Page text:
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AARP Splits Health Pie Between UnitedHealth And Aetna

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The insurance arm of a giant nonprofit group has decided to work with 2 carriers to provide health coverage programs for its members.

AARP Services Inc., a subsidiary of AARP, Washington, an organization that represents 38 million U.S. residents age 50 and over, says it will renew and expand its health insurance alliance with a unit of UnitedHealth Group Inc., Minnetonka, Minn.

The alliance has helped make UnitedHealth a giant in the Medicare supplement insurance market since 1997, when it won a 10-year contract to replace a managed care unit of the company that became Prudential Financial Inc., Newark, N.J., as the manager of the AARP Medigap operation.

UnitedHealth later began offering supplemental health insurance products and other products to some AARP members who were not old enough to qualify for Medicare.

AARP now has awarded a unit of UnitedHealth a new, 7-year contract that calls for UnitedHealth to continue to provide Medicare supplement insurance and Medicare Part D prescription drug plans for AARP members age 65 as well as to continue to provide indemnity insurance products for some of the 18 million AARP members who are under age 65.

UnitedHealth also will work with AARP to create a new Medicare Advantage program, AARP says.

The new, AARP-branded UnitedHealth Medicare Advantage program will guarantee that it will be in the market for at least 2 years, Aetna says.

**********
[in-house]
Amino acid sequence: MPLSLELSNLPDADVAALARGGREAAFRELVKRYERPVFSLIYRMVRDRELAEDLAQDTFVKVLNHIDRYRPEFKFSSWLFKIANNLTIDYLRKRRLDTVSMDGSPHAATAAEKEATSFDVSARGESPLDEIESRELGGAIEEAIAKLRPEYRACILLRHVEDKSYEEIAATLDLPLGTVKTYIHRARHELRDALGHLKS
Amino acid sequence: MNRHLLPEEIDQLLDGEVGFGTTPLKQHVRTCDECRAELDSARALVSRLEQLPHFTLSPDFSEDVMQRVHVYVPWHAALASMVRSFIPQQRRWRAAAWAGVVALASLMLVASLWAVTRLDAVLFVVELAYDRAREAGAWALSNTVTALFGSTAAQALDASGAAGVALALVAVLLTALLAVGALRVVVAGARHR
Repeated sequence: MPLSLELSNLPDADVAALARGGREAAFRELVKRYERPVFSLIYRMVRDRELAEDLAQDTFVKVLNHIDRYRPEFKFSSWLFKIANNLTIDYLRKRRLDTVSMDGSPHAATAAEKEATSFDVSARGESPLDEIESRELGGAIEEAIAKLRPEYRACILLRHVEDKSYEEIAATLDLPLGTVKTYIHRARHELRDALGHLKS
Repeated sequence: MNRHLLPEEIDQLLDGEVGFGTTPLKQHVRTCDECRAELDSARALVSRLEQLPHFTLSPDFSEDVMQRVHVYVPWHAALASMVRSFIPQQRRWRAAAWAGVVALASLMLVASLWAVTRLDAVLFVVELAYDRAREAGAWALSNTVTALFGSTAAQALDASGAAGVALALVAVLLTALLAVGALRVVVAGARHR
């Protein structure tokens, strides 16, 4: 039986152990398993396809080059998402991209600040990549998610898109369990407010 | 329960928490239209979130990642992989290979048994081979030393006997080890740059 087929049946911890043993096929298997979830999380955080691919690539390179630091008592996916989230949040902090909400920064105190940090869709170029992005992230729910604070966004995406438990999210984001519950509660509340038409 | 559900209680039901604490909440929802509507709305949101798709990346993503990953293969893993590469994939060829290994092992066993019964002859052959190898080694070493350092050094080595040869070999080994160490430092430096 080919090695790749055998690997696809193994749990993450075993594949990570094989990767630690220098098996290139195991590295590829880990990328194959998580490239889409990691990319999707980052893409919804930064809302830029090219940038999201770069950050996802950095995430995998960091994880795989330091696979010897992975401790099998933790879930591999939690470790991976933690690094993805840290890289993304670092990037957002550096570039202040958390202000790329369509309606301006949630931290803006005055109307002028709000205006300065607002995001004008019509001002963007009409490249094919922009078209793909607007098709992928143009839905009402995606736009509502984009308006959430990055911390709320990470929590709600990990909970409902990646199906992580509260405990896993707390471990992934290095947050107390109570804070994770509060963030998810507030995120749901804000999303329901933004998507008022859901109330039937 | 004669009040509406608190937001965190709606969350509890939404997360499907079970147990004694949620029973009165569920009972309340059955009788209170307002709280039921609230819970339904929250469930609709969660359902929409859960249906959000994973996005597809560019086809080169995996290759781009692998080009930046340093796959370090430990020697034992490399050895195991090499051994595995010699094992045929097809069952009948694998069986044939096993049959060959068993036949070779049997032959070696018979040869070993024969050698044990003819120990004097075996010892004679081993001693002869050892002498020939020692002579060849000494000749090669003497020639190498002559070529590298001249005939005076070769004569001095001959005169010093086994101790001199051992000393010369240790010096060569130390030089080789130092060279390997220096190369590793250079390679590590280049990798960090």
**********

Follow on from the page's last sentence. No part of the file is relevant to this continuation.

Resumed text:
AARP also has awarded Aetna a 7-year contract to develop individual health insurance products for members ages 50 to 64.

The new UnitedHealth and Aetna contracts are scheduled to take effect Jan. 1, 2008.

AARP is hoping the changes will increase the number of Americans AARP health coverage programs serve to 14 million in 2014, from 7 million today, AARP says.

Both new contracts promote use of electronic personal health records and tie carrier compensation to measures such as improvements in patient health, an increase in health care coverage for the uninsured, patient satisfaction scores, and implementation of care management programs, AARP says.

“In addition, both offerings will be required to reach performance measurements in diversity, ethics, and easy-to-understand language,” AARP says.

AARP says it will use $500 million of the royalty revenue it expects to collect from UnitedHealth and Aetna over the next 10 years to start an AARP Health AID program. The program will answer callers’ questions about health conditions and disease prevention, AARP says.

The information service also may compete with existing, for-profit elder care information services by providing answers about providing remote caregiving for older relatives and arranging long term care services.


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